Trading in his federal jail cell for a Hollywood cell phone, Don Reedy goes on ”TV parole” – that is, he becomes a consultant on the network drama about his life as a lowlife. Connelly’s satirical concept doesn’t really take off until Don is caught on camera, reality TV-style, robbing his own show, but even then it’s somewhat hampered by hazy plotting and indistinct characters. Connelly (Bringing Out the Dead) is better at the extreme ends of literary effects: identifying television as a wasteland, on one hand, and antic throwaway high jinks, on the other. Cars run over more people here, both comically and repeatedly, than in an afternoon’s worth of Grand Theft Auto: Vice City.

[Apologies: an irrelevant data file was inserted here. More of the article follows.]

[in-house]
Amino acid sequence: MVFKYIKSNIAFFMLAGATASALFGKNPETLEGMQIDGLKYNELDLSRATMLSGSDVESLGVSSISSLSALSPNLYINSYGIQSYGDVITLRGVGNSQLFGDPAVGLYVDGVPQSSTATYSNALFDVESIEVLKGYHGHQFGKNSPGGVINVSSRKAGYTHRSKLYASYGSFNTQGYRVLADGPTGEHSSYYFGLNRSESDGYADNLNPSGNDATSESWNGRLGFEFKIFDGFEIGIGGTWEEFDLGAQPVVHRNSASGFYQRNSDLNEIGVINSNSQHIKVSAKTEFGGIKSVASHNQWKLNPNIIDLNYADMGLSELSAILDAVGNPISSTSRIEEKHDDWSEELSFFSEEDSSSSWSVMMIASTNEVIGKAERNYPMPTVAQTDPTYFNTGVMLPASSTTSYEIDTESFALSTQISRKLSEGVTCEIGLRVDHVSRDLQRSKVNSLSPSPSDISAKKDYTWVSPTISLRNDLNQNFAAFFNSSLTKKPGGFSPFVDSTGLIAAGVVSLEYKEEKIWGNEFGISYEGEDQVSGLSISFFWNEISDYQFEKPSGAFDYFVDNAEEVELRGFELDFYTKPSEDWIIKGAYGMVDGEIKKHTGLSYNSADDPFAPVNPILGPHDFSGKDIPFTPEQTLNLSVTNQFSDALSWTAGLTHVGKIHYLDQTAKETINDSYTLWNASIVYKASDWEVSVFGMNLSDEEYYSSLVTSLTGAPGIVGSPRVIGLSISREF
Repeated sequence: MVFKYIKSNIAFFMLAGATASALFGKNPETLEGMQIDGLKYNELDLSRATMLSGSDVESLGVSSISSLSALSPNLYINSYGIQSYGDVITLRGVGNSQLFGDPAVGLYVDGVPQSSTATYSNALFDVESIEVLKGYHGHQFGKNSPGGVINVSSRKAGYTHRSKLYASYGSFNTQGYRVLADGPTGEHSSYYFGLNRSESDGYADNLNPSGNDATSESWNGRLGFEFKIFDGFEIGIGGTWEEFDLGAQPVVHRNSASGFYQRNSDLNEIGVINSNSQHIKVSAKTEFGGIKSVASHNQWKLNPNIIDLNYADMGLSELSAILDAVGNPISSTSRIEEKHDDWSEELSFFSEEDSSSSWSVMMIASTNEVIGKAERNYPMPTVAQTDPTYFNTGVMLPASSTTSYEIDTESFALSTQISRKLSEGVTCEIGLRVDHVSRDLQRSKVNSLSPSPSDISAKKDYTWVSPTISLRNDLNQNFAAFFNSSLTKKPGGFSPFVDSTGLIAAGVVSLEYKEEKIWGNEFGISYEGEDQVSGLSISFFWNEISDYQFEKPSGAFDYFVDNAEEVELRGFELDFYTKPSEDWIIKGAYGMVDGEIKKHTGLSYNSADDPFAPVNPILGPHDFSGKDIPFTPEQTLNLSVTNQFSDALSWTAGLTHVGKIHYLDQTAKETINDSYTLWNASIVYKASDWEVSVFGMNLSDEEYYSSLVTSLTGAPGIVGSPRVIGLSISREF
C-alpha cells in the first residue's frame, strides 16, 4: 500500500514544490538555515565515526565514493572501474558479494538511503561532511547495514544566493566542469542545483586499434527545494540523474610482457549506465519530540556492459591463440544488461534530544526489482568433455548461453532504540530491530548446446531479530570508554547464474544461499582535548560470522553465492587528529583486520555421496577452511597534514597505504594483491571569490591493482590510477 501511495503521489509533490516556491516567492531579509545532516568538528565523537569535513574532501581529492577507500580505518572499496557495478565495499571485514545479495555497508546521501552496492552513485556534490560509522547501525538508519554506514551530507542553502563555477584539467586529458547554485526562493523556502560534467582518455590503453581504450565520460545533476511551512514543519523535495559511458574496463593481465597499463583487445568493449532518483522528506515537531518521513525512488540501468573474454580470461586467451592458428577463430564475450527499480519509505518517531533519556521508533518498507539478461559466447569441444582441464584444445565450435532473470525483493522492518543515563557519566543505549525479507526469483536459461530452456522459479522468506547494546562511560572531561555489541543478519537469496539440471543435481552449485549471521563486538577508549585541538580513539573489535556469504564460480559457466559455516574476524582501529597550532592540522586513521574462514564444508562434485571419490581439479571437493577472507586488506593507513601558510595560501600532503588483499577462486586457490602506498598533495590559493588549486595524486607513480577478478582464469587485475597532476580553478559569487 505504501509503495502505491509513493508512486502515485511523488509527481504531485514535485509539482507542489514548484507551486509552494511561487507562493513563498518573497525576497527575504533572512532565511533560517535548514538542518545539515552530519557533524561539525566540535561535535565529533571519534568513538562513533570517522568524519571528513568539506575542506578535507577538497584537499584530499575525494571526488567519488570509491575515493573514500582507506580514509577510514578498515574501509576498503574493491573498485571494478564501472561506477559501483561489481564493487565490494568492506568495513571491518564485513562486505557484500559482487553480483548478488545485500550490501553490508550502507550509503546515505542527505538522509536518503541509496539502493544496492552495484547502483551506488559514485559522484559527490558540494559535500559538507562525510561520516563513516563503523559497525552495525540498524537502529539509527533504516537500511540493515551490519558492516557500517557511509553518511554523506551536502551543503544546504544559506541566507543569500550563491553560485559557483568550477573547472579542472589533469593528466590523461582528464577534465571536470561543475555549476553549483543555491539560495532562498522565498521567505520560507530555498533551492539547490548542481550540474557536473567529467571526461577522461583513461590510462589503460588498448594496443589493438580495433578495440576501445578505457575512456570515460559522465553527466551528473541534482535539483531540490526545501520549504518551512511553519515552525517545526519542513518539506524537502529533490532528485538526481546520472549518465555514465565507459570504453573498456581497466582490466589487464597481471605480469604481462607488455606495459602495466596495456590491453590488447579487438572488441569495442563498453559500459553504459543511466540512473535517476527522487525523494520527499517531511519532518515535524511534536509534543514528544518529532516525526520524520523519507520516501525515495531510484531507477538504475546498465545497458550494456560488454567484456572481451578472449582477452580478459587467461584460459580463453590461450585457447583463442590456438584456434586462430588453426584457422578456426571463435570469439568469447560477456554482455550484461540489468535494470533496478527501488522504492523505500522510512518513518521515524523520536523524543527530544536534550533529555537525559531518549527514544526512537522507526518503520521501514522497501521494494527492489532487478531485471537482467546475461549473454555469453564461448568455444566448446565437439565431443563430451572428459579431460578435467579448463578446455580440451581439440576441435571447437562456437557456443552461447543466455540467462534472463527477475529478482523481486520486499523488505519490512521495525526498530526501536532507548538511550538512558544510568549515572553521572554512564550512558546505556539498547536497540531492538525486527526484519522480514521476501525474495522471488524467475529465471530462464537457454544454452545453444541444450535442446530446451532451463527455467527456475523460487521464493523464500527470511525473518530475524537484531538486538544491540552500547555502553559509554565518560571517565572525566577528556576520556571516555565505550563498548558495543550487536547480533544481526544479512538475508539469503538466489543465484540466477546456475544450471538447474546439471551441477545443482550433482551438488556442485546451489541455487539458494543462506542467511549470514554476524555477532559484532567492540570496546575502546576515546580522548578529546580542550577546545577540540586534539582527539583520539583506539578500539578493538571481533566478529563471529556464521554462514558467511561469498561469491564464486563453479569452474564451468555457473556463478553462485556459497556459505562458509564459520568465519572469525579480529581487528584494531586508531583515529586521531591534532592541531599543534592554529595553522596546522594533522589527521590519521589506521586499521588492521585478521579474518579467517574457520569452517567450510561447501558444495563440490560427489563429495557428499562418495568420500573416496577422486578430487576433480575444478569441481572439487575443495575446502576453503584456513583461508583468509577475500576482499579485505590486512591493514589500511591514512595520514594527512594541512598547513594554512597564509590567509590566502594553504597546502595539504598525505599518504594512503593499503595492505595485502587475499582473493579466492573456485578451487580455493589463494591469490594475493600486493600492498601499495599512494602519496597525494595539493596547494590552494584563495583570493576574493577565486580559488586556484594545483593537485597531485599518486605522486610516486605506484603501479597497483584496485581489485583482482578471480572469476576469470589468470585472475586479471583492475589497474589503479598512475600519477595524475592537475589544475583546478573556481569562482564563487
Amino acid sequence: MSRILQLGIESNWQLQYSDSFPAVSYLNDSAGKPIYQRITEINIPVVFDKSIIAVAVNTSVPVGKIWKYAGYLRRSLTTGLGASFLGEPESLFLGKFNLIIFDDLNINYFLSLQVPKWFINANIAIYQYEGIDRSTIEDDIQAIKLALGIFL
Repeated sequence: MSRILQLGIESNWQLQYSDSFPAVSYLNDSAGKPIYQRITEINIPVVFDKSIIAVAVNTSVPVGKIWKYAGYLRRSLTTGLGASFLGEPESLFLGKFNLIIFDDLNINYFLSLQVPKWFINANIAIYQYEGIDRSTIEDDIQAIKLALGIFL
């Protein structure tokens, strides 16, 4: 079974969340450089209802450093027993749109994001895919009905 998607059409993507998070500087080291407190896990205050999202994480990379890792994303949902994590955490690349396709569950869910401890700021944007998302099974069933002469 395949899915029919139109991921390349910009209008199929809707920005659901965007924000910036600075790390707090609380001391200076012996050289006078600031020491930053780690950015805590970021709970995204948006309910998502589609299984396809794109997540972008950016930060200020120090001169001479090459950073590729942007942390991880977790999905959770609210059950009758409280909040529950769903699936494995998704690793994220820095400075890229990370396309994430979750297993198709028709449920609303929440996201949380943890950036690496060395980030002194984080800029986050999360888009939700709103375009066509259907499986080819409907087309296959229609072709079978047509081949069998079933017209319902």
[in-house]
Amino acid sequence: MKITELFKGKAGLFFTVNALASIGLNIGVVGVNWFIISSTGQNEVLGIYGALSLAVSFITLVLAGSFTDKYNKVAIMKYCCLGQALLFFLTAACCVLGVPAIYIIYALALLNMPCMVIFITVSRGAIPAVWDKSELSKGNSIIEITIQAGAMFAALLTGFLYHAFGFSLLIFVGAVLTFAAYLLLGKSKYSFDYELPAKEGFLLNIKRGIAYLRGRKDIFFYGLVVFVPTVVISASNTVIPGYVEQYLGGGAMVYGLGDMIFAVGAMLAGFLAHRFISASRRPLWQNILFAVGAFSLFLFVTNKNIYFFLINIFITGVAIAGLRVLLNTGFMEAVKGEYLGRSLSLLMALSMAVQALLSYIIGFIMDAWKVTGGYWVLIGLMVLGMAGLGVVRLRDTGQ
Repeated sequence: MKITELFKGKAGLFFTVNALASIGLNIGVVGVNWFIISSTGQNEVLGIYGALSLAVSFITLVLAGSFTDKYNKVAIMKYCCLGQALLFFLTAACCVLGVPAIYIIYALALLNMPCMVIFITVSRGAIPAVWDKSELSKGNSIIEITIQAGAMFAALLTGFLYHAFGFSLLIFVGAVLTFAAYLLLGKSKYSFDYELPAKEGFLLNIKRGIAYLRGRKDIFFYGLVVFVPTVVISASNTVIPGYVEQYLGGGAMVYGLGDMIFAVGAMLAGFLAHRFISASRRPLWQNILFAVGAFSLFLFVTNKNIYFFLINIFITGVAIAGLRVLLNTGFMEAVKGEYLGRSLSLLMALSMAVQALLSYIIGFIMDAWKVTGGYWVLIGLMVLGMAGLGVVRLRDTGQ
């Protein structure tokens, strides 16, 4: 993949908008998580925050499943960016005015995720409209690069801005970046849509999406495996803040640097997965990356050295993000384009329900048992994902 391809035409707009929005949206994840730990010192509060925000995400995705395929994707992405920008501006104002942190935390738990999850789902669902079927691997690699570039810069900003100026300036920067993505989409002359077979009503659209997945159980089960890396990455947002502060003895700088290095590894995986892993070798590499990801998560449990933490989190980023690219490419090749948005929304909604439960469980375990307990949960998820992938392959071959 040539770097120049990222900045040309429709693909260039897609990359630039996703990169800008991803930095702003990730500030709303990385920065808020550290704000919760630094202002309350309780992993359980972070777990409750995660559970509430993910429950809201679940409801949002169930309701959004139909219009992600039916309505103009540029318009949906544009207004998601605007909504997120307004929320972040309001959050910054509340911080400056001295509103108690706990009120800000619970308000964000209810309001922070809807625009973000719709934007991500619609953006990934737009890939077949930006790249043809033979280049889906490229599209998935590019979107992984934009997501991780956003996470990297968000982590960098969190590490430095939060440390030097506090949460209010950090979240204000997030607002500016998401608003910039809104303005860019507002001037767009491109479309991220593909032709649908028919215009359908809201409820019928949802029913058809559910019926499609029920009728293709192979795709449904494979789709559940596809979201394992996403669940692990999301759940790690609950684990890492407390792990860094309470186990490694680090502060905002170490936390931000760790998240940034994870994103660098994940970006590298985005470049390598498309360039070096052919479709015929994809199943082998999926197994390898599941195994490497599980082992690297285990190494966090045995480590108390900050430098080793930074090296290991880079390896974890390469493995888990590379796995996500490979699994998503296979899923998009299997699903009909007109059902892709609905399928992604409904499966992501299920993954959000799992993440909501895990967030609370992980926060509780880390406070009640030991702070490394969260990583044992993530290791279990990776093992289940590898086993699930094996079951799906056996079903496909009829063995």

Crumbtown Trading in his federal jail cell for a Hollywood cell phone, Don Reedy goes on ''TV parole'' -- that is, he becomes a consultant on the network drama...CrumbtownFictionJoe Connelly Trading in his federal jail cell for a Hollywood cell phone, Don Reedy goes on ''TV parole'' -- that is, he becomes a consultant on the network drama...2003-03-21
Genre: Fiction; Author: Joe Connelly
Posted March 21 2003 — 12:00 AM EST
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